Riyadh says violence casts doubt on Annan’s Syria peace plan

May 15, 2012

Confidence in the peace plan for Syria brokered by international mediator Kofi Annan is diminishing due to continued violence in the country, Saudi Foreign Minister Prince Saud Al Faisal said yesterday.

“The violence is still continuing, the bloodshed is still continuing. Nothing has been accomplished except the violence has lessened. The violence continues… nobody is satisfied,” Prince Saud said at a news conference in Riyadh after a meeting of Gulf leaders.

“Confidence in the efforts of the envoy of the United Nations and the Arab League has started to decrease quickly,” he added.

The leaders of the Gulf Cooperation Council (GCC) put off the discussion of a Gulf union to an extraordinary summit to be held in the Saudi capital Riyadh.

Prince Saud said that all the GCC countries welcomed the proposal made by Saudi King Abdullah Bin Abdul Aziz in December to move from a phase of cooperation to a phase of union.

However, Prince Saud said that more time was needed for further studies and research to ensure a smooth and clear transition from the phase of cooperation to union.

“We look forward to a union of the six Gulf states as the ministerial committee studies the report on the union and submits its recommendations to a GCC summit to be held in Riyadh,” Prince Saud said.


An ad-hoc committee of 18 GCC citizens was formed to look into options under the Saudi king’s proposal.

The advisory summit —the 14th held by the leaders of the GCC since the annual meeting, less formal than the regular summits and introduced in 1999 — was preceded by reports that it would announce the intention of Bahrain and Saudi Arabia, and at least a third country, to join the Gulf union and form its core.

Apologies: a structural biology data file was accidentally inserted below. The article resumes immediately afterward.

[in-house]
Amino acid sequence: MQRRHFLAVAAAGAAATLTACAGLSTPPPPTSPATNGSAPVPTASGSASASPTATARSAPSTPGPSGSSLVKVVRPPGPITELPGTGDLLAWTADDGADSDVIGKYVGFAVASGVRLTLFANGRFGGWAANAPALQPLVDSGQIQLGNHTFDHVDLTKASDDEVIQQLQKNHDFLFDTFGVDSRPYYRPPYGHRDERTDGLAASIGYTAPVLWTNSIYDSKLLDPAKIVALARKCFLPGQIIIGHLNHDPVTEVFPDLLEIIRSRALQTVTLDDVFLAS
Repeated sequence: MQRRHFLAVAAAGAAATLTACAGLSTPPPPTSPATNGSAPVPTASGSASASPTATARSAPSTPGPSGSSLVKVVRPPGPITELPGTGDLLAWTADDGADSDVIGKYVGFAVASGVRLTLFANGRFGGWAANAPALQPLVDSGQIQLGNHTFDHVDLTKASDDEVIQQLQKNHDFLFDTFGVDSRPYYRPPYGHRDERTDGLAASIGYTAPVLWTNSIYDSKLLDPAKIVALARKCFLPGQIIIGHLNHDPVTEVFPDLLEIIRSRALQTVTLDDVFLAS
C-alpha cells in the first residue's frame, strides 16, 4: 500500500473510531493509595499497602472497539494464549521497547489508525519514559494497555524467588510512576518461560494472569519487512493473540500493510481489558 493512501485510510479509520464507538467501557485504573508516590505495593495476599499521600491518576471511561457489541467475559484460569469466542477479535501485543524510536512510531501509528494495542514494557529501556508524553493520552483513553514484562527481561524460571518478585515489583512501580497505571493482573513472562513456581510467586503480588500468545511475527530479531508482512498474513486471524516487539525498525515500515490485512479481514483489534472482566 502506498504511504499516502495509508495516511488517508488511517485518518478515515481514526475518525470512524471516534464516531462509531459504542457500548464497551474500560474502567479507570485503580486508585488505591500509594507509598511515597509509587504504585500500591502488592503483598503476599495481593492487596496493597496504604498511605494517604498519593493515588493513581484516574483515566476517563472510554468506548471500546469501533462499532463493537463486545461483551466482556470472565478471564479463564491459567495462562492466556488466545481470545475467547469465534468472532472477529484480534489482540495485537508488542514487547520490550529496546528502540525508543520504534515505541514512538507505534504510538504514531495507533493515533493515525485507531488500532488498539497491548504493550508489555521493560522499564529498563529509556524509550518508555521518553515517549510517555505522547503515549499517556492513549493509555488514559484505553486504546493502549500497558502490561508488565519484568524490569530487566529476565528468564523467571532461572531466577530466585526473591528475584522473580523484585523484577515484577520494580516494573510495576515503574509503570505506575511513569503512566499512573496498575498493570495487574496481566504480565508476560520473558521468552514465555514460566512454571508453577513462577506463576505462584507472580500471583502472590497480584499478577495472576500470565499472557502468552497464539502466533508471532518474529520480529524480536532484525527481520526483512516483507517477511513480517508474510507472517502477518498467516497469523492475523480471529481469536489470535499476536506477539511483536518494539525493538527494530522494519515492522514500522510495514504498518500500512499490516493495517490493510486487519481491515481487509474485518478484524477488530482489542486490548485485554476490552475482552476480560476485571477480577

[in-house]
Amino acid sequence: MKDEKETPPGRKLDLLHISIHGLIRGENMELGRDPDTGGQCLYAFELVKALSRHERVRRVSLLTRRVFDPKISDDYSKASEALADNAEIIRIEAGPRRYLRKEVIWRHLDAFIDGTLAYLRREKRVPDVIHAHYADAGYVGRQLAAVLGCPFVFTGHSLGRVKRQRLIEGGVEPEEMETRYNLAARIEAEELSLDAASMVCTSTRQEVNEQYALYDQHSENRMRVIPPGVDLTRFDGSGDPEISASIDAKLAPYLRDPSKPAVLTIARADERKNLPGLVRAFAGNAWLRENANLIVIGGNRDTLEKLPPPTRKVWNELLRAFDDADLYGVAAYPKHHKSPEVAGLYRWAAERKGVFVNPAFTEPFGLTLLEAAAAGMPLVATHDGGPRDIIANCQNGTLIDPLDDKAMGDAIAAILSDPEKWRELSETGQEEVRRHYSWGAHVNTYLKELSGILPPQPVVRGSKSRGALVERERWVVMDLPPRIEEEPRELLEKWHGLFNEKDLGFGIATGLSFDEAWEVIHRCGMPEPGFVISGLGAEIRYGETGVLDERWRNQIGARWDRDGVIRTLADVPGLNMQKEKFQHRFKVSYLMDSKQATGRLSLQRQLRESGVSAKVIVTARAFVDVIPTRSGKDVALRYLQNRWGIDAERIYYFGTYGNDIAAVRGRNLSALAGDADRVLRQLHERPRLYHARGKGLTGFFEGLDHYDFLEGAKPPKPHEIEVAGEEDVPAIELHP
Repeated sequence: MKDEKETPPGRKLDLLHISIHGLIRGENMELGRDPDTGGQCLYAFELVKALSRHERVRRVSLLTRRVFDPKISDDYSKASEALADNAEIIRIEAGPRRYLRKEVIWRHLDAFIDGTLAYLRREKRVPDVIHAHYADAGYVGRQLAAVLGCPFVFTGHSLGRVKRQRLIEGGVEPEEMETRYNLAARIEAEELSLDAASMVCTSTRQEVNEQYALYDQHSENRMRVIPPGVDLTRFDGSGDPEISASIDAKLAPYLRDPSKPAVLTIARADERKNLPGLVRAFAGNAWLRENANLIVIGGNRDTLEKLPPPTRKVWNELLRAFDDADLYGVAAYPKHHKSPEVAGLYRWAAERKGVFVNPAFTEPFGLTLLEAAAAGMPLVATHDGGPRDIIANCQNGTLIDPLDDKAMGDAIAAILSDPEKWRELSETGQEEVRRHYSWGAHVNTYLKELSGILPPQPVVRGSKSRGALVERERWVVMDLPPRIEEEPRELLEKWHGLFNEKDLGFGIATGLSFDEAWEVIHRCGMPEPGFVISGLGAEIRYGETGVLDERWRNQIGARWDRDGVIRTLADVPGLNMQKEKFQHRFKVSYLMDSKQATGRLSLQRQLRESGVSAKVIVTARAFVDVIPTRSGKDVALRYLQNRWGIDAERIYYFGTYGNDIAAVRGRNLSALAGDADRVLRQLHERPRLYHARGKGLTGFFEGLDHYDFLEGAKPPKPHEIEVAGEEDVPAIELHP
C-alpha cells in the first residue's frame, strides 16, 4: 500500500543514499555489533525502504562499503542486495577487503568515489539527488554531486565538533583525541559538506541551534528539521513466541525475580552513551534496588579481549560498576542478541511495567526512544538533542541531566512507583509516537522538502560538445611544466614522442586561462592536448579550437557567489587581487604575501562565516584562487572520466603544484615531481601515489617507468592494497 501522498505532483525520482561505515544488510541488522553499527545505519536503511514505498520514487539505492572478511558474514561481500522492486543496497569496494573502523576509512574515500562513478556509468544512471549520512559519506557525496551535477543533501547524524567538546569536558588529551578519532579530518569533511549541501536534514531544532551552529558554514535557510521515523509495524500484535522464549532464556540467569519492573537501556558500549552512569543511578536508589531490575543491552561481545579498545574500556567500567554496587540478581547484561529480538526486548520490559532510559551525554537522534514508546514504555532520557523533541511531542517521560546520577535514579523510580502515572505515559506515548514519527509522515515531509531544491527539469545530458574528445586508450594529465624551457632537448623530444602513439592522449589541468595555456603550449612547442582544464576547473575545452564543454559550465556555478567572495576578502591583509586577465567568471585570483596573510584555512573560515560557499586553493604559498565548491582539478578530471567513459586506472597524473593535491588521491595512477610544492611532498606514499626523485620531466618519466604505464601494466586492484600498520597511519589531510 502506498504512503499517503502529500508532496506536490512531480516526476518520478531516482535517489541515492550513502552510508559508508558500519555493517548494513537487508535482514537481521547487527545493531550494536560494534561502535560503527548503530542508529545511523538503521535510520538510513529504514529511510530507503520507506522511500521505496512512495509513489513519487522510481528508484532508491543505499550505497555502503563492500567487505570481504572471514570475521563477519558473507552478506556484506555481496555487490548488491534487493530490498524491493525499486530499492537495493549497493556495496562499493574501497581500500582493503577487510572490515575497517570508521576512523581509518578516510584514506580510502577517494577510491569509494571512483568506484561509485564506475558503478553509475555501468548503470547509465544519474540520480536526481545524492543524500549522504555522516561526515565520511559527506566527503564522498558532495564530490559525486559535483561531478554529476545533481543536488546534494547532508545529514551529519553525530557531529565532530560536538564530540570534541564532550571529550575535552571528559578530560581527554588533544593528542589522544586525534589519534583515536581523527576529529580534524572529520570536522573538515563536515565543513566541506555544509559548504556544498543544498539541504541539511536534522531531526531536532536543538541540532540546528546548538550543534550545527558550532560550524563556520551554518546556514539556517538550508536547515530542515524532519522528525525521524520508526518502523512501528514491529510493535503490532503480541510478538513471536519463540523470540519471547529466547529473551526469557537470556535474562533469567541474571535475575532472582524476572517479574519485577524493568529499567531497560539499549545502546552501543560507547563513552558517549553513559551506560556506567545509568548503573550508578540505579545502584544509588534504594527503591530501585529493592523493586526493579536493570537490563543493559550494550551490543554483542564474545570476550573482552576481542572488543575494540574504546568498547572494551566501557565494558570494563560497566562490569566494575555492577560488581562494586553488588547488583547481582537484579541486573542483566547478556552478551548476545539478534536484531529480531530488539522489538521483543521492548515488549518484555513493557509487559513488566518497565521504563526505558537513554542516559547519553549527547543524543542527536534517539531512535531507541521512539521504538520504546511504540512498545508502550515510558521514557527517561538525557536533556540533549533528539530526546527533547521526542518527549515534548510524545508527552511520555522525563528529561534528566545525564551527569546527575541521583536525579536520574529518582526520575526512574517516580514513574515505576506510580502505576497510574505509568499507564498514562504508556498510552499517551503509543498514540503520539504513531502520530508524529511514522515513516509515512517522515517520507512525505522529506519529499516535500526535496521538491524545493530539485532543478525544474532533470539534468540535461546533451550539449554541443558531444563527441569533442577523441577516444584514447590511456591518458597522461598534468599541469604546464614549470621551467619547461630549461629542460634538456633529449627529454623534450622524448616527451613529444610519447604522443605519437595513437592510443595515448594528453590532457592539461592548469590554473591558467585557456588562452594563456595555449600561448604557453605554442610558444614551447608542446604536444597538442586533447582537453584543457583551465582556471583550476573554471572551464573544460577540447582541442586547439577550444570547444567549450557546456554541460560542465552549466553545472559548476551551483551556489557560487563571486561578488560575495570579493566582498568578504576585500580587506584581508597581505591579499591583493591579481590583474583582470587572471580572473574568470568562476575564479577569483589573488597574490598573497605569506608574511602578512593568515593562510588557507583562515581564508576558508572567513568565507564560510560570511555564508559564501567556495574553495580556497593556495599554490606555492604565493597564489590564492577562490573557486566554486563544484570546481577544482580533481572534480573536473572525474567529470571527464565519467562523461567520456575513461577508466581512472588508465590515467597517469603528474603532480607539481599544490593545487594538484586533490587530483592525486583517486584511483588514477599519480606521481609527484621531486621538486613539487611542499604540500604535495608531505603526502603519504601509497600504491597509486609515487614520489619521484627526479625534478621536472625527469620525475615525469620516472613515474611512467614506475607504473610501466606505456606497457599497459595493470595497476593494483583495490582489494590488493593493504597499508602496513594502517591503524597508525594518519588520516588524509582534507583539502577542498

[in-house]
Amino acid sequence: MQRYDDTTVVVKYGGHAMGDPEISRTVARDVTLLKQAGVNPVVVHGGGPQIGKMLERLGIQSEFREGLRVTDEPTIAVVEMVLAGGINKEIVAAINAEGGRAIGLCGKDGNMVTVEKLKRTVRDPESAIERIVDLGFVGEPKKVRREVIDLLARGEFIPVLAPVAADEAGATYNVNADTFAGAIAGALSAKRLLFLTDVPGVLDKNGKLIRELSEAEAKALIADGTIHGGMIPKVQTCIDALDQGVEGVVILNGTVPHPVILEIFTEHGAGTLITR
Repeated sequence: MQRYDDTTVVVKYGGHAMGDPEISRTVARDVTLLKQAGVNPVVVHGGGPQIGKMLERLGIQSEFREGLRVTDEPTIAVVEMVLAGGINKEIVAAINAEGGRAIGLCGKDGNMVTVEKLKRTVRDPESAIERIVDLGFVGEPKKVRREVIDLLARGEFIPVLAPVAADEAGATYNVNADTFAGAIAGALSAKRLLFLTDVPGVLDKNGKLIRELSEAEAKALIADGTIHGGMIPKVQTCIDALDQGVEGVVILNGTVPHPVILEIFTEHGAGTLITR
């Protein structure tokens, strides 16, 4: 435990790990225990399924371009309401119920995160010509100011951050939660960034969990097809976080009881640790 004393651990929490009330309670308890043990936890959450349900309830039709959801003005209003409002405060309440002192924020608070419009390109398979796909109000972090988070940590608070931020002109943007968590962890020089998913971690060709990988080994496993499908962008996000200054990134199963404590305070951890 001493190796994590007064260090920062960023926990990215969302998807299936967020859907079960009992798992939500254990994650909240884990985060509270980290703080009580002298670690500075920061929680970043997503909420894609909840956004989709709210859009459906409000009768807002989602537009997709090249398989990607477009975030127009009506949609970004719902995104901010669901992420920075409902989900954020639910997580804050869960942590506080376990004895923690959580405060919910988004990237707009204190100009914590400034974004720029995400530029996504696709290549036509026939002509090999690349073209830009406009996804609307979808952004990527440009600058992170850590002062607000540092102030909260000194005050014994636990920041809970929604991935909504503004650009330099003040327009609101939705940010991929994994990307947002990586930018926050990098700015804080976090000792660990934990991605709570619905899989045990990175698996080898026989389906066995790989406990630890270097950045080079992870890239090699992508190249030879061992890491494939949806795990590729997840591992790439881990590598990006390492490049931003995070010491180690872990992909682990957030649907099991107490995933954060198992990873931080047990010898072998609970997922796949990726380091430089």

Anticipation was high in Bahrain and Saudi Arabia where lawmakers and economic experts extolled the multi-level merits of the union.

In Kuwait, several lawmakers supported the call for the union and insisted that it would be the best asset to confront challenges and overcome difficulties.

No time frame was given for the GCC summit that will build on the ministerial committee’s recommendations. But it is likely to be before the regular summit next December.

Prince Saud said the advisory summit also discussed the latest regional developments, Iran’s positions towards GCC member states, the situation in Syria and GCC internal issues.

The Saudi foreign minister insisted that Tehran had no right to interfere in any of the measures taken by the GCC countries.

Tehran on Monday said that around 190 lawmakers opposed the proposed union between the Gulf states and claimed that it would destabilise the region.

However, Prince Saud rejected the allegations and said that the GCC did not mind Iran uniting with any country it likes and hoped that Tehran respects the good neighbourhood ties.




About the author

Born August 3, 1960 in Monastir, Tunisia
Media career:
  • ABC News (Tunisia)
  • Bahrain Tribune
  • Gulf News
  • Bahrain Television News
Teaching career:
  • Monastir (Tunisia)
  • University of Bahrain
  • MA  Mass Communications, University of Leicester
  • BA  in English & US literature and studies, University of Tunis

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